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[uh-sweyj, uh-sweyzh] /əˈsweɪdʒ, əˈsweɪʒ/
verb (used with object), assuaged, assuaging.
to make milder or less severe; relieve; ease; mitigate:
to assuage one's grief; to assuage one's pain.
to appease; satisfy; allay; relieve:
to assuage one's hunger.
to soothe, calm, or mollify:
to assuage his fears; to assuage her anger.
Origin of assuage
1250-1300; Middle English aswagen < Old French asouagier < Vulgar Latin *assuāviāre, equivalent to Latin as- as- + -suāviāre, verbal derivative of Latin suāvis agreeable to the taste, pleasant (cf. suave; akin to sweet)
Related forms
assuagement, noun
assuager, noun
unassuaged, adjective
unassuaging, adjective
1. alleviate, lessen.
intensify. Unabridged
Based on the Random House Dictionary, © Random House, Inc. 2015.
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Examples from the Web for assuage
Contemporary Examples
Historical Examples
  • What will mortals not do, to what lengths have men not gone, to assuage the pangs of hunger?

    Jesus the Christ James Edward Talmage
  • But his well-meant attempt to assuage the stricken creature's wo was futile.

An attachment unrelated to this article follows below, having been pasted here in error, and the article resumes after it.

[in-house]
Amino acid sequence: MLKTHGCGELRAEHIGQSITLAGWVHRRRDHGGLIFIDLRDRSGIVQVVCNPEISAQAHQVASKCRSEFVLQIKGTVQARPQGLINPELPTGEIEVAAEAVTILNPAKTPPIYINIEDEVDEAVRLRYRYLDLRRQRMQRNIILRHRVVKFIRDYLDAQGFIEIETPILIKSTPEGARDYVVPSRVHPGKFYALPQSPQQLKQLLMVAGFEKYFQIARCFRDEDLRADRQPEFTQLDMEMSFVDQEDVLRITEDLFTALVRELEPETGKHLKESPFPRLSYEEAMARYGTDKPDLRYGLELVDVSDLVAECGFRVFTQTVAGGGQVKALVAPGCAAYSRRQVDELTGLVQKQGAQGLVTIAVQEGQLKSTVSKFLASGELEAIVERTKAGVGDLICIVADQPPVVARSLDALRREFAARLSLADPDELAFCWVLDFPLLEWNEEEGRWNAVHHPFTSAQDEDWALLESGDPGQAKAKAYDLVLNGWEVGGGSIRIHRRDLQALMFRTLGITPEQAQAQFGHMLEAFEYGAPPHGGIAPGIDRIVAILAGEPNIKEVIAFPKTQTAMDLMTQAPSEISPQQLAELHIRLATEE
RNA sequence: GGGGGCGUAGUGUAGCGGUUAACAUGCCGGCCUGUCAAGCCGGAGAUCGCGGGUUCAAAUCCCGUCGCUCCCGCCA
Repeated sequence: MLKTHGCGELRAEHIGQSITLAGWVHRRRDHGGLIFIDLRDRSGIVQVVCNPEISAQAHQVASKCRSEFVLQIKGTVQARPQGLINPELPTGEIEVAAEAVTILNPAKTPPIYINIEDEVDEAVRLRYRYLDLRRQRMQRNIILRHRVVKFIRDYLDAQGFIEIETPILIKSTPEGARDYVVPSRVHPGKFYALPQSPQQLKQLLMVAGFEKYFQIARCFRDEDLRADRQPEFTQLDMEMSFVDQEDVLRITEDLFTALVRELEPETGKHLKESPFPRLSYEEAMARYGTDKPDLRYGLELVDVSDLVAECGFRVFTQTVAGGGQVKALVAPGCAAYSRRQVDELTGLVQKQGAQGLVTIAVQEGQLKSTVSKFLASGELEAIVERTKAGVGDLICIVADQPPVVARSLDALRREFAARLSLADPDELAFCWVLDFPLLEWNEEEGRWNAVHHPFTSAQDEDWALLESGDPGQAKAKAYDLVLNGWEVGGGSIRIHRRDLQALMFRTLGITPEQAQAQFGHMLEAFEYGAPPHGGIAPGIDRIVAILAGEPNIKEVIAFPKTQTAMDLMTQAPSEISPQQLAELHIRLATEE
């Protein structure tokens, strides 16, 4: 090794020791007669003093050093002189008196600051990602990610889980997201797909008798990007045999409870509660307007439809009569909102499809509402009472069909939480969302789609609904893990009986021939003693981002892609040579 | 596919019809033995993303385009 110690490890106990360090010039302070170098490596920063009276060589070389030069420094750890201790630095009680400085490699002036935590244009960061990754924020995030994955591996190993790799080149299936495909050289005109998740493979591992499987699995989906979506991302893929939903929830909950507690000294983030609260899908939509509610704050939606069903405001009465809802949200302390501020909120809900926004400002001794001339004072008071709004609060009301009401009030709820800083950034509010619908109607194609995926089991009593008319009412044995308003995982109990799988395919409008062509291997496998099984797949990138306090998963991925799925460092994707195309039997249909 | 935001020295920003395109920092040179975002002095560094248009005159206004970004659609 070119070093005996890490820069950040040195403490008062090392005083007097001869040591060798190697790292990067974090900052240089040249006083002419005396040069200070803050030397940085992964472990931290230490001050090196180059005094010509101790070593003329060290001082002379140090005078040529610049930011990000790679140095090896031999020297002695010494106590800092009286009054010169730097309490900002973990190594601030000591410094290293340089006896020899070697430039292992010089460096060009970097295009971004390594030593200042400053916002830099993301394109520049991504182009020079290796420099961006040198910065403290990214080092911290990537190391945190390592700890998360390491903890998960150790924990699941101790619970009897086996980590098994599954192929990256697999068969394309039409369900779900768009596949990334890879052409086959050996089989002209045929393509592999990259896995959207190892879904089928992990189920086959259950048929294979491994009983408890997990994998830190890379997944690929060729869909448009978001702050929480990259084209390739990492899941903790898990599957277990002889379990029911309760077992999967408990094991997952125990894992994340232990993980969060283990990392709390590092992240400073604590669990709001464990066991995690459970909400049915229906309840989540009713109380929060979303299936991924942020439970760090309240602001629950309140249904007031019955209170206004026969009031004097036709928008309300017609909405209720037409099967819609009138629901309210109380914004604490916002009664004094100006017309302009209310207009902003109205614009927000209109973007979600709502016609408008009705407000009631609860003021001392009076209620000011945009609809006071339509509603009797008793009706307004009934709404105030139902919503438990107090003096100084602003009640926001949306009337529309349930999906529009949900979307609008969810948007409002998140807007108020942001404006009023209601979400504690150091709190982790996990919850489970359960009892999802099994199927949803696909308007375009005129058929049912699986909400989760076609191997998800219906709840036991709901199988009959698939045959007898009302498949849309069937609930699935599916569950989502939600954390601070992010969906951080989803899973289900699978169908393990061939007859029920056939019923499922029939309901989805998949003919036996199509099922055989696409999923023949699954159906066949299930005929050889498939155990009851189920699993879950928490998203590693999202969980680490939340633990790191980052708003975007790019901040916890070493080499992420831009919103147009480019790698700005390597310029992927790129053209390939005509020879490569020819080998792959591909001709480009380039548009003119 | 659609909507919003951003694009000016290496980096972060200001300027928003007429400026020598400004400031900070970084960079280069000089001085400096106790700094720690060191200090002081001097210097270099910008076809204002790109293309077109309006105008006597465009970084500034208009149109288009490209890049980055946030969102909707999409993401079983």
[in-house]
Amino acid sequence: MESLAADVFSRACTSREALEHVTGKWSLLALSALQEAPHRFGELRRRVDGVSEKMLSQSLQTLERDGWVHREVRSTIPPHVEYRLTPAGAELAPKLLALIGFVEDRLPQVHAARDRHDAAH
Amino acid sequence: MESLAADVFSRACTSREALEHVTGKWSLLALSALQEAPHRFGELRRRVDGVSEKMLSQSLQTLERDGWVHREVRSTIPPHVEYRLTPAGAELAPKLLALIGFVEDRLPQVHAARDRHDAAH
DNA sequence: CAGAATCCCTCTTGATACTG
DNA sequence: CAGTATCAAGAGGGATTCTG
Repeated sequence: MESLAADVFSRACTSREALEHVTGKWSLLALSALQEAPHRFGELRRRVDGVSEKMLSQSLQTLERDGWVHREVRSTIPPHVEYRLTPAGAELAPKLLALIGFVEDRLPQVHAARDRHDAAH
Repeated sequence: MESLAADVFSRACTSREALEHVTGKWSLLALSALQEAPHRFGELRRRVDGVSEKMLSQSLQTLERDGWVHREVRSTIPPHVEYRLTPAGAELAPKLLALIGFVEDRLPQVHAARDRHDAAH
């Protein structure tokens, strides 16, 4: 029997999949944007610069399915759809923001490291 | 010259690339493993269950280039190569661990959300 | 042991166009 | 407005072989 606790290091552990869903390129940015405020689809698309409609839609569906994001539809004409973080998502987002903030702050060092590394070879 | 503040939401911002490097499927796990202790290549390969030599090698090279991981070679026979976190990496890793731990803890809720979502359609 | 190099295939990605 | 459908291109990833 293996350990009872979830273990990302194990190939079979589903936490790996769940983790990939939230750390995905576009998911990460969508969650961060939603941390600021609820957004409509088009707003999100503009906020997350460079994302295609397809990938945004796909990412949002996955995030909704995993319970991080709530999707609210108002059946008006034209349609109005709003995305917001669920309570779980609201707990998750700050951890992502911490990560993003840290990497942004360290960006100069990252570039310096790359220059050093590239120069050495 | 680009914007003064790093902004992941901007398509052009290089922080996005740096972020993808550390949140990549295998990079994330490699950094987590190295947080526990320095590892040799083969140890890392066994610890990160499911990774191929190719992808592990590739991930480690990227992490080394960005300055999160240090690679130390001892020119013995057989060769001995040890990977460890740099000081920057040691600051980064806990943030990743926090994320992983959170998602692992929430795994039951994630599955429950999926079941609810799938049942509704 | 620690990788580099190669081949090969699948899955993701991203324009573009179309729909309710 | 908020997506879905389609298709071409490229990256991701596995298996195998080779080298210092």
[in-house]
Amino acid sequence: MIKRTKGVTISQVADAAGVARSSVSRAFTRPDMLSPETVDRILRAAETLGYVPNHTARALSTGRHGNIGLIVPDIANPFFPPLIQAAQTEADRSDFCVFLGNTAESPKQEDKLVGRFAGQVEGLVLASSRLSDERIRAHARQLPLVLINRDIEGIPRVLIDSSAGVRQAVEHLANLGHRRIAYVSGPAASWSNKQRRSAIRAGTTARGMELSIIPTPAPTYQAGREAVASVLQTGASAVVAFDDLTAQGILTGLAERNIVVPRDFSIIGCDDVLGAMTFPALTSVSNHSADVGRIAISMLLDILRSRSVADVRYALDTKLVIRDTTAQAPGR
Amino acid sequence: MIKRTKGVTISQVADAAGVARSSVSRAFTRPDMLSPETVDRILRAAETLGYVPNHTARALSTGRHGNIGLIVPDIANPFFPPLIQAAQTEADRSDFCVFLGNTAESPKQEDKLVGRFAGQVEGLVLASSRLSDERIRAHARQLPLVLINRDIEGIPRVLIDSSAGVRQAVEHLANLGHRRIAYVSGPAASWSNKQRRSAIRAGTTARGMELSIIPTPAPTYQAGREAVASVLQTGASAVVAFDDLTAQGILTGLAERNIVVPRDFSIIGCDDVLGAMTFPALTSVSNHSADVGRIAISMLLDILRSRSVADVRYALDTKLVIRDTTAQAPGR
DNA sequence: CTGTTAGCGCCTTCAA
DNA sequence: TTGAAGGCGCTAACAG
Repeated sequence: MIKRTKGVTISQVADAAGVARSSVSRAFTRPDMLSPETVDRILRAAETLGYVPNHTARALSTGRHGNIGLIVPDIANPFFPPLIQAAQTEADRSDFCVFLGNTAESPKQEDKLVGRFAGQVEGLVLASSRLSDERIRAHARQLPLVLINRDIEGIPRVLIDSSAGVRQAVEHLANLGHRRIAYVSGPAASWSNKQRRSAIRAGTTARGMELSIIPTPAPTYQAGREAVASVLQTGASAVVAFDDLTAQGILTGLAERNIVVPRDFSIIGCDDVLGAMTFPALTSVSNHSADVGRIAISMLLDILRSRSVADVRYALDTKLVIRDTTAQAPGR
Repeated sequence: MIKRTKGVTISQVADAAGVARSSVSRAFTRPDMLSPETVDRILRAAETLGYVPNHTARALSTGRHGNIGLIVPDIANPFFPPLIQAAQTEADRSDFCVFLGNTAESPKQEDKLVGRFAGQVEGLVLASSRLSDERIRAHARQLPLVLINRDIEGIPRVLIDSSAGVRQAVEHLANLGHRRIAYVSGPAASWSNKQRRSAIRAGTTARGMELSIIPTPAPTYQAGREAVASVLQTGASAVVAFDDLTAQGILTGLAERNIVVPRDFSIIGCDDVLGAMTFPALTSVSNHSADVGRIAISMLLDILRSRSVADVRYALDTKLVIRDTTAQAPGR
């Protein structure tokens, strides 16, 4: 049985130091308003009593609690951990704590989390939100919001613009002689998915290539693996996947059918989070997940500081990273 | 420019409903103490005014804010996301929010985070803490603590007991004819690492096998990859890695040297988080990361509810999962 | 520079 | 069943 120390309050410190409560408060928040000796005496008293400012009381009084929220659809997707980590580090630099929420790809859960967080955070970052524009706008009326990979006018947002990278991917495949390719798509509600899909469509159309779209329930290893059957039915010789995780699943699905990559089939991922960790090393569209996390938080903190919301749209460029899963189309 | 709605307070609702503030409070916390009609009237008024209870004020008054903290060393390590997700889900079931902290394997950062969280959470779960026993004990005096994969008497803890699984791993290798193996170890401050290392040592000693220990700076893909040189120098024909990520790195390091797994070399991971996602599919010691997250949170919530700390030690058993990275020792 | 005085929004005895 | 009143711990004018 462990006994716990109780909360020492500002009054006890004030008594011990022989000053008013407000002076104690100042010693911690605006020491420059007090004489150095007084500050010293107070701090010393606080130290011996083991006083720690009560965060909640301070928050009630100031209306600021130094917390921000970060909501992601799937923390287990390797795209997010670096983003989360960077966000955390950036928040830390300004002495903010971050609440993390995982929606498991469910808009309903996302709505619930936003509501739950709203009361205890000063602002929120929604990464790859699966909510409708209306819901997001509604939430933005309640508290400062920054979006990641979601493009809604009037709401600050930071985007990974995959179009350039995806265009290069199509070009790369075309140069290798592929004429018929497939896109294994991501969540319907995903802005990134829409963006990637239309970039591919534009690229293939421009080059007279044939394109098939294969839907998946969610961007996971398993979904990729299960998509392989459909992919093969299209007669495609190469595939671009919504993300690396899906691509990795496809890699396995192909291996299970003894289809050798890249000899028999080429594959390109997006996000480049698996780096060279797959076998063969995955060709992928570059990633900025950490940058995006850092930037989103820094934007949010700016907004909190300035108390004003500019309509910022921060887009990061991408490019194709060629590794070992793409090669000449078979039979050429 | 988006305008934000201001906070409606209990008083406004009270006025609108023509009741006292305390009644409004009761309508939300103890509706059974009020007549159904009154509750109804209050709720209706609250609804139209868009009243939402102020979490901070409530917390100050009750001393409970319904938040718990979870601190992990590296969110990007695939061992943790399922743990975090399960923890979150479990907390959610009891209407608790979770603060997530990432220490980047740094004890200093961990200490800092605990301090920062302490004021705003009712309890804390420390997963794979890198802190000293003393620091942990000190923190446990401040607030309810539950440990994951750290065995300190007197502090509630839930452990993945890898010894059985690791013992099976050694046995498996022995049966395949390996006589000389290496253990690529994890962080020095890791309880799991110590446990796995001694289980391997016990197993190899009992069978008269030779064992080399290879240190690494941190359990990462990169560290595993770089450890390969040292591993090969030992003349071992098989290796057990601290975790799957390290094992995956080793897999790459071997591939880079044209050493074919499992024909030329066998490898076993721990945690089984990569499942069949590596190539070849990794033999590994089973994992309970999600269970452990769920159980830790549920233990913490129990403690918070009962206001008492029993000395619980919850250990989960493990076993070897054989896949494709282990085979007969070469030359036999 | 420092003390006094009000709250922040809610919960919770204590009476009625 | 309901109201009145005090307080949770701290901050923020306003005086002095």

Within the Law Marvin Dana
  • Louis said every thing that cheering anticipations could devise, to assuage this impatience.

  • It was Roger's first experience in trying to assuage the grief of any one else.

    The Forbidden Trail Honor Willsie
  • The agitation of his grief began to assuage and he could now listen calmly and without emotion to her words.

    Within the Temple of Isis Belle M. Wagner
British Dictionary definitions for assuage


verb (transitive)
to soothe, moderate, or relieve (grief, pain, etc)
to give relief to (thirst, appetite, etc); satisfy
to pacify; calm
Derived Forms
assuagement, noun
assuager, noun
assuasive (əˈsweɪsɪv) adjective
Word Origin
C14: from Old French assouagier, from Vulgar Latin assuāviāre (unattested) to sweeten, from Latin suāvis pleasant; see suave
Collins English Dictionary - Complete & Unabridged 2012 Digital Edition
© William Collins Sons & Co. Ltd. 1979, 1986 © HarperCollins
Publishers 1998, 2000, 2003, 2005, 2006, 2007, 2009, 2012
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Word Origin and History for assuage

c.1300, from Anglo-French assuager, Old French assoagier "soften, moderate, alleviate, calm, soothe, pacify," from Vulgar Latin *adsuaviare, from Latin ad- "to" (see ad-) + suavis "sweet, agreeable" (see sweet). For sound development in French, cf. deluge from Latin diluvium, abridge from abbreviare. Related: Assuaged; assuaging.

Online Etymology Dictionary, © 2010 Douglas Harper
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